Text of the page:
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A Man Hanged on a Tree

Updated: Aug 24, 2023


Torah Portion: Parashat Ki Teitzei

Shabbat: August 26, 2023 | Elul 9, 5783


Paul’s prayer in Colossians

“For this reason we also, since the day we heard it, do not cease to pray for you, and to ask that you may be filled with the knowledge of His will in all wisdom and spiritual understanding; that you may walk worthy of the Lord, fully pleasing Him, being fruitful in every good work and increasing in the knowledge of God; strengthened with all might, according to His glorious power, for all patience and long suffering with joy; giving thanks to the Father who has qualified us to be partakers of the inheritance of the saints in the light. He has delivered us from the power of darkness and conveyed us into the kingdom of the Son of His love, in whom we have redemption through His blood, the forgiveness of sins”.

Colossians 1:9-14


A Man Hanged on a Tree | Further Thoughts on Parashat Ki Teitzei

Note: Ki Teitzei is always read during the Season of Teshuvah. It is my hope that this article will encourage you to "return to the LORD and listen to His Voice" (Deut. 30:2).

Our Torah portion for this week (i.e., Ki Teitzei) includes the statement that a man who was to be executed and "hanged on a tree" (עַל־עֵץ) was under the curse of God, that is, was utterly condemned under the verdict of the law (Deut. 21:22-23). According to the Talmud (Nezakim: Sanhedrin 6:4:3), the Great Sanhedrin (סַנְהֶדְרִין גְדוֹלָה) decided that "a man must be hanged with his face towards the spectators" upon a wooden stake, with his arms slung over a horizontal beam. It should be noted that while this is technically not the same thing as the gruesome practice of Roman crucifixion, the reasoning based on this verse was apparently used to justify the execution of Yeshua (Mark 15:9-15; John 19:5-7; 15). The exposed body was required to be buried before sundown to keep the land from being defiled. Besides the shame of this manner of death, the one so executed would be unable to fall to their knees as a final act of repentance before God, thereby implying that they were under the irrevocable curse of God (קִלְלַת אֱלהִים).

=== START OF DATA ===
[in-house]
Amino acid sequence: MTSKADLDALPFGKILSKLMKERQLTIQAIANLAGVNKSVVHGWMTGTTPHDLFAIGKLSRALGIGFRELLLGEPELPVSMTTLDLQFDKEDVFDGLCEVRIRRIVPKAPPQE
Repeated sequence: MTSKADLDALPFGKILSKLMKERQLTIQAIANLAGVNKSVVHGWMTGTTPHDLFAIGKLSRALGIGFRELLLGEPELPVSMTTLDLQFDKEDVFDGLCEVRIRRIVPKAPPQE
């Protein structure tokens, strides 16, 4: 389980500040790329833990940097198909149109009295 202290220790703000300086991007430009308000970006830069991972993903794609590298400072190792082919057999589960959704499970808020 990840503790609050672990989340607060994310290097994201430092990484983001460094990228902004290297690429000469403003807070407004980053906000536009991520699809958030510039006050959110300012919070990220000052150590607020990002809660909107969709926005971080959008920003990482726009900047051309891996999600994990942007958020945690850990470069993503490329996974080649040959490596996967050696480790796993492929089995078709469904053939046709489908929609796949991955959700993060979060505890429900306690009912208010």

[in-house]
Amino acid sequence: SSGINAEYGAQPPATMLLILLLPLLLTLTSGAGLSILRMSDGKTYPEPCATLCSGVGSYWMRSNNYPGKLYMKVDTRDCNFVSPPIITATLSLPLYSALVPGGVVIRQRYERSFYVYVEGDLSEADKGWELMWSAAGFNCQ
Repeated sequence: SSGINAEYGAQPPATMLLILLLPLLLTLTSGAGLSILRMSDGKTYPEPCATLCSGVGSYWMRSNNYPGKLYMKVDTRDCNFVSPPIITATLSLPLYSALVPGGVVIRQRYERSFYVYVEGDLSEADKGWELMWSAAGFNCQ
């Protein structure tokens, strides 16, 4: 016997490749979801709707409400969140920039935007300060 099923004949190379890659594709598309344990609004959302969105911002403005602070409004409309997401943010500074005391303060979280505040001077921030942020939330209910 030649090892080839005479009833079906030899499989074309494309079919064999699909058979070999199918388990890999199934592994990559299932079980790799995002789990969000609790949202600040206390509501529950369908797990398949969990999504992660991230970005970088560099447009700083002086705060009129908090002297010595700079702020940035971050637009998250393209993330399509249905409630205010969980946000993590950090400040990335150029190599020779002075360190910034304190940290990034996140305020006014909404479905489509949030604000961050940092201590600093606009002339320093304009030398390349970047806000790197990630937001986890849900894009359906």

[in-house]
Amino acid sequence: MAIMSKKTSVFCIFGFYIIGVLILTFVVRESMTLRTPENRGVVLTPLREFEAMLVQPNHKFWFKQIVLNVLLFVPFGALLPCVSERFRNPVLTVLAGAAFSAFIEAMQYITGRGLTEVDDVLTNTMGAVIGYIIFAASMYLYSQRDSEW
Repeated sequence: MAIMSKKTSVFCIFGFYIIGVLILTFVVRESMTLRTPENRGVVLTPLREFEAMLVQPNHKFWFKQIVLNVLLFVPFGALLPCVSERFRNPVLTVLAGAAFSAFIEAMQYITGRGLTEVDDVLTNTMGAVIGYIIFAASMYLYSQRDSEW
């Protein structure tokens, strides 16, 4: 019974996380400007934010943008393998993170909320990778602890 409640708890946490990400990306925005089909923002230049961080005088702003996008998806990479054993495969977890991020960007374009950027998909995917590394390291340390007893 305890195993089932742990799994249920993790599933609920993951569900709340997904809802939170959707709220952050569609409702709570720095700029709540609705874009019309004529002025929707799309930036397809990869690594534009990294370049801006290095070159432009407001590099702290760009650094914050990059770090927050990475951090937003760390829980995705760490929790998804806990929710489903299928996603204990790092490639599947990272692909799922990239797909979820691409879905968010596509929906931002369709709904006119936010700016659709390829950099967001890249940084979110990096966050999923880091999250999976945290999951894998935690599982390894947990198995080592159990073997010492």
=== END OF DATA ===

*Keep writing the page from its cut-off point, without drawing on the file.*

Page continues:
In this connection, we should note that Yeshua was falsely charged with blasphemy before the corrupt Sanhedrin of His day (Matt. 26:65; Mark 14:64; John 10:33) - an offence that was punishable by stoning (Lev. 24:11-16). However, since the Imperial Roman government then exercised legal hegemony over the region of Palestine, all capital cases were required to be submitted to the Roman proconsul for adjudication, and therefore we understand why the Jewish court remanded Yeshua and brought him to be interrogated by Pontius Pilate. Because Roman law was indifferent to cases concerning Jewish religious practices (i.e., charges of blasphemy), however, the priests further slandered Yeshua by illegitimately switching the original charge of blasphemy to that of sedition against Rome. The Sanhedrin undoubtedly rationalized their duplicity because the Torah allowed for an offender to impaled or "hung on a tree" (Num. 25:4), and since they were unable to do carry out this judgment because of Roman rule in the area, they needed Pilate to condemn him to death by crucifixion (Matt. 27:31; Mark 15:13-4; Luke 23:21; John 19:6,15). Note that crucifixion is mentioned elsewhere in the Talmud (Nashim: Yevamot 120b) regarding whether a widow can remarry if her husband had been crucified, as well as by the Jewish historian Josephus. The Talmud furthermore alludes to the death of Yeshua where Yeshua is said to have been crucified on "eve of Passover" (Nezekin: Sanhedrin 43a).